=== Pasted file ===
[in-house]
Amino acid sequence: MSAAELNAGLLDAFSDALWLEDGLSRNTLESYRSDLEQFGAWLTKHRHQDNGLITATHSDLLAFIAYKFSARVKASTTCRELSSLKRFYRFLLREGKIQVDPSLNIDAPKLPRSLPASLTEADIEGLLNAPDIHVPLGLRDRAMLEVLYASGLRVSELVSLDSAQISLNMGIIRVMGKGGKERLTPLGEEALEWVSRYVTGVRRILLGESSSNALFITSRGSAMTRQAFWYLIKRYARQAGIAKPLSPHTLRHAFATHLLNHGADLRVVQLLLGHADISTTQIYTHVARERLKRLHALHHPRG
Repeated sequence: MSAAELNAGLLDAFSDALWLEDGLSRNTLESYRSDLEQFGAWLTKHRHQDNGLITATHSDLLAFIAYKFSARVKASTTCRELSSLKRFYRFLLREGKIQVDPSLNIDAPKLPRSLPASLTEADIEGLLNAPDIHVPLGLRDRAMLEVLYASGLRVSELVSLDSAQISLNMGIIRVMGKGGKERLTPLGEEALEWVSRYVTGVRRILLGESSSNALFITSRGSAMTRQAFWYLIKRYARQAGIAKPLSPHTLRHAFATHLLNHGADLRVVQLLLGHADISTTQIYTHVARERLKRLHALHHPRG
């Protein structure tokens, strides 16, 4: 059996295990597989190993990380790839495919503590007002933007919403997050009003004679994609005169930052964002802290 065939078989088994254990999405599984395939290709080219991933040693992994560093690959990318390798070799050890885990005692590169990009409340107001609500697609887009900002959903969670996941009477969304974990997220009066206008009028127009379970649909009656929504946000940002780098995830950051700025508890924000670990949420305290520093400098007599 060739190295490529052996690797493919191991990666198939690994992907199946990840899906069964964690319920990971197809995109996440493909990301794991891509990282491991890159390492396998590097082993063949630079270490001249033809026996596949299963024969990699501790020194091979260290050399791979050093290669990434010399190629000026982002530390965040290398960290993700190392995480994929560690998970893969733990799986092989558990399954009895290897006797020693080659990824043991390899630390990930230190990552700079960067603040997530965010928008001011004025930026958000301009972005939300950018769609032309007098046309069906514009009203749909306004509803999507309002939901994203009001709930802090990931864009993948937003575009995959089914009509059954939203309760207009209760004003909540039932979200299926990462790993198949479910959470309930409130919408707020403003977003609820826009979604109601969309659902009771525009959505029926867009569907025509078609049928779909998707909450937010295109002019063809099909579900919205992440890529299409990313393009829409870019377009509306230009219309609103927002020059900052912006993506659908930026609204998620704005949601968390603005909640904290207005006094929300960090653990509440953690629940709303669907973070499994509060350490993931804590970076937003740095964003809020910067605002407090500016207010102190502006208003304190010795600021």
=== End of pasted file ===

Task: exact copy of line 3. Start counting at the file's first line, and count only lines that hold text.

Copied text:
Repeated sequence: MSAAELNAGLLDAFSDALWLEDGLSRNTLESYRSDLEQFGAWLTKHRHQDNGLITATHSDLLAFIAYKFSARVKASTTCRELSSLKRFYRFLLREGKIQVDPSLNIDAPKLPRSLPASLTEADIEGLLNAPDIHVPLGLRDRAMLEVLYASGLRVSELVSLDSAQISLNMGIIRVMGKGGKERLTPLGEEALEWVSRYVTGVRRILLGESSSNALFITSRGSAMTRQAFWYLIKRYARQAGIAKPLSPHTLRHAFATHLLNHGADLRVVQLLLGHADISTTQIYTHVARERLKRLHALHHPRG